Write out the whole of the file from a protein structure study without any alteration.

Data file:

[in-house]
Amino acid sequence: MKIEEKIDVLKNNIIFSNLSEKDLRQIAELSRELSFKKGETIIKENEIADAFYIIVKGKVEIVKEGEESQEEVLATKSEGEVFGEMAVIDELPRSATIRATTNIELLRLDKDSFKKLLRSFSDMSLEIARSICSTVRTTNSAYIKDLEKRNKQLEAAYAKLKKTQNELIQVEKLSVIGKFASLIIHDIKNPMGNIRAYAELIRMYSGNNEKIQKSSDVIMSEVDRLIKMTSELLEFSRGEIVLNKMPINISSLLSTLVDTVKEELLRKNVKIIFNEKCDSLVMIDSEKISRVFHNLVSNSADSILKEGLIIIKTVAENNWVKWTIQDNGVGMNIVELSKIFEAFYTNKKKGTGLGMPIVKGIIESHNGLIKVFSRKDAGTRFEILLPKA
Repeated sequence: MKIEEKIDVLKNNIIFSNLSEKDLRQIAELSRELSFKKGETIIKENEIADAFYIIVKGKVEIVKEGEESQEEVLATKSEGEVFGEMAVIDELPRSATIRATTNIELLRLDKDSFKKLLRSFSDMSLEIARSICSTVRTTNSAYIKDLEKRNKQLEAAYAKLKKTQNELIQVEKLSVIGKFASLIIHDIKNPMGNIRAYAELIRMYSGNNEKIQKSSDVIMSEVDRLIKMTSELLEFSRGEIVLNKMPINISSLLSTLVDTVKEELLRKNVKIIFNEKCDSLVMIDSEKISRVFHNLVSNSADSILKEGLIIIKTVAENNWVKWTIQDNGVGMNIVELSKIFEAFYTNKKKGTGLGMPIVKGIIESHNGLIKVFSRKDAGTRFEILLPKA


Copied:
[in-house]
Amino acid sequence: MKIEEKIDVLKNNIIFSNLSEKDLRQIAELSRELSFKKGETIIKENEIADAFYIIVKGKVEIVKEGEESQEEVLATKSEGEVFGEMAVIDELPRSATIRATTNIELLRLDKDSFKKLLRSFSDMSLEIARSICSTVRTTNSAYIKDLEKRNKQLEAAYAKLKKTQNELIQVEKLSVIGKFASLIIHDIKNPMGNIRAYAELIRMYSGNNEKIQKSSDVIMSEVDRLIKMTSELLEFSRGEIVLNKMPINISSLLSTLVDTVKEELLRKNVKIIFNEKCDSLVMIDSEKISRVFHNLVSNSADSILKEGLIIIKTVAENNWVKWTIQDNGVGMNIVELSKIFEAFYTNKKKGTGLGMPIVKGIIESHNGLIKVFSRKDAGTRFEILLPKA
Repeated sequence: MKIEEKIDVLKNNIIFSNLSEKDLRQIAELSRELSFKKGETIIKENEIADAFYIIVKGKVEIVKEGEESQEEVLATKSEGEVFGEMAVIDELPRSATIRATTNIELLRLDKDSFKKLLRSFSDMSLEIARSICSTVRTTNSAYIKDLEKRNKQLEAAYAKLKKTQNELIQVEKLSVIGKFASLIIHDIKNPMGNIRAYAELIRMYSGNNEKIQKSSDVIMSEVDRLIKMTSELLEFSRGEIVLNKMPINISSLLSTLVDTVKEELLRKNVKIIFNEKCDSLVMIDSEKISRVFHNLVSNSADSILKEGLIIIKTVAENNWVKWTIQDNGVGMNIVELSKIFEAFYTNKKKGTGLGMPIVKGIIESHNGLIKVFSRKDAGTRFEILLPKA